This paper finds that cow ownership raises children’s milk consumption and reduces stunting
In rural economies encumbered by significant market imperfections, farming decisions may partly be motivated by nutritional considerations, in addition to income and risk factors. These imperfections create the potential for farm assets to have direct dietary impacts on nutrition in addition to any indirect effects via income.
The authors test this hypothesis for the dairy sector in rural Ethiopia, finding that cow ownership raises children’s milk consumption, increases linear growth, and reduces stunting. They also find that household cow ownership is less important where there is good access to local markets, suggesting that market development can substitute for household cow ownership.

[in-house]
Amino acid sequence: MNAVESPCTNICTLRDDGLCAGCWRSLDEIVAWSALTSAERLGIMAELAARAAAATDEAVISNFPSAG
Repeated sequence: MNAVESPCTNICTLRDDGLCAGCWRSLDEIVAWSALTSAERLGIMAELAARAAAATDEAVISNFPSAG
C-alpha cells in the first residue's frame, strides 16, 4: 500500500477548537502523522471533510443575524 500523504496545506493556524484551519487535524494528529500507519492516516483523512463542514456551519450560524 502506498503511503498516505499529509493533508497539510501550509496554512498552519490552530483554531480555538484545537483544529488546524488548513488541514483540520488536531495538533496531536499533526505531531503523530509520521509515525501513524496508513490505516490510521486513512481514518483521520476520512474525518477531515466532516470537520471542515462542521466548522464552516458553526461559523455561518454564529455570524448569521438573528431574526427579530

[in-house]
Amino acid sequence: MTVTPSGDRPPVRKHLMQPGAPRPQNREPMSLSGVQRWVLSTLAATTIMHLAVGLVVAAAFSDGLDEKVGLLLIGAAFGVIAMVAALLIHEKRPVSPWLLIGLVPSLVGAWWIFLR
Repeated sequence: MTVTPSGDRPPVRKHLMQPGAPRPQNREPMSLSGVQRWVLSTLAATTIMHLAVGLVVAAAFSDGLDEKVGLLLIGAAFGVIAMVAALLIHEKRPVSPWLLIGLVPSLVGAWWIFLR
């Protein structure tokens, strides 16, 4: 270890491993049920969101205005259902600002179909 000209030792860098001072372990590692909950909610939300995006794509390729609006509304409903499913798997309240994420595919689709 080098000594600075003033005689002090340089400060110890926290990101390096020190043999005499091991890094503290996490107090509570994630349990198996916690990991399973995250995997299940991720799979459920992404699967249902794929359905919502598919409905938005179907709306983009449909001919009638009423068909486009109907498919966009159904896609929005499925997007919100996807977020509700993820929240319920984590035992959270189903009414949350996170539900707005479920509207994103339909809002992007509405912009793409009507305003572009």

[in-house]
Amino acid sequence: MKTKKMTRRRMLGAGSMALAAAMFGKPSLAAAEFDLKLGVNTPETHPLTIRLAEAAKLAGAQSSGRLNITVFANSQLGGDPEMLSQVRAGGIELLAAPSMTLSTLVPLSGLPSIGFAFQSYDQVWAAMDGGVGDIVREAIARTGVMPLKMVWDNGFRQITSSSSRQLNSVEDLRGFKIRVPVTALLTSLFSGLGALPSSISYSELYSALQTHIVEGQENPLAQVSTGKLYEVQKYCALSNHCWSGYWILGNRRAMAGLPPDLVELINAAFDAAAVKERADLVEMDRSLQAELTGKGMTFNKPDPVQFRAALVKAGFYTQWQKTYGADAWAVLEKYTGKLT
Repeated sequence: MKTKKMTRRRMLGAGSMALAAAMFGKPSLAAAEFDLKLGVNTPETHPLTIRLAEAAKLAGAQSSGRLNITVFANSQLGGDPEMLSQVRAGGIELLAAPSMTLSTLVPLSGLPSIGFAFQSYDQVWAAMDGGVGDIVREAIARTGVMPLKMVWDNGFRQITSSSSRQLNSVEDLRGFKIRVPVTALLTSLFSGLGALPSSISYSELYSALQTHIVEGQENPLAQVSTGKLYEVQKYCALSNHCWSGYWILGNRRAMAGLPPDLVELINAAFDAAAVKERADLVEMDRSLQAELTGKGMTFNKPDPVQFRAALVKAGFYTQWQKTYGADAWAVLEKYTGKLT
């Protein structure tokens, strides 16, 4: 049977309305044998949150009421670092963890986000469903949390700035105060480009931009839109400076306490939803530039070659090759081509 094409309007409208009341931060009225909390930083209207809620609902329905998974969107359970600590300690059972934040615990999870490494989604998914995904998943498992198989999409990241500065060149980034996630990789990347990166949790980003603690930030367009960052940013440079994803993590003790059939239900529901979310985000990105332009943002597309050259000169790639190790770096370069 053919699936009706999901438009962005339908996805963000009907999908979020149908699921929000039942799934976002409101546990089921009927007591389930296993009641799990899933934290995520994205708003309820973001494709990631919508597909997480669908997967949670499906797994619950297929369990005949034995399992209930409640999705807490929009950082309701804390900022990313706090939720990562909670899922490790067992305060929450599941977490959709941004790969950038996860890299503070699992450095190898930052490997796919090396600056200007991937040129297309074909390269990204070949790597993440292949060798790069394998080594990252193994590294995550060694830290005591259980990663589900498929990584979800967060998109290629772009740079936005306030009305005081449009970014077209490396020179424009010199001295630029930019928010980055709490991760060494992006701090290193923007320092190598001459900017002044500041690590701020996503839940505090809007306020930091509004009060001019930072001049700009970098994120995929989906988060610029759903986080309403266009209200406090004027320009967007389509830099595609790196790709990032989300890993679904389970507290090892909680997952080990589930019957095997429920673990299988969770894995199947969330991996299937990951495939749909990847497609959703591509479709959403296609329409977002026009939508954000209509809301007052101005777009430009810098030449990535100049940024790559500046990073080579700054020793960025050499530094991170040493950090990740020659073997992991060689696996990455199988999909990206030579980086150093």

This research is supported by the Department for International Development’s Transform Nutrition Programme which is led by International Food Policy Research Institute (IFPRI)
John Hoddinott, Derek Headey, Mekdim Dereje. Cows, Missing Milk Markets, and Nutrition in Rural Ethiopia. The Journal of Development Studies Vol. 51, Issue 8, 2015 DOI: 10.1080/00220388.2015.1018903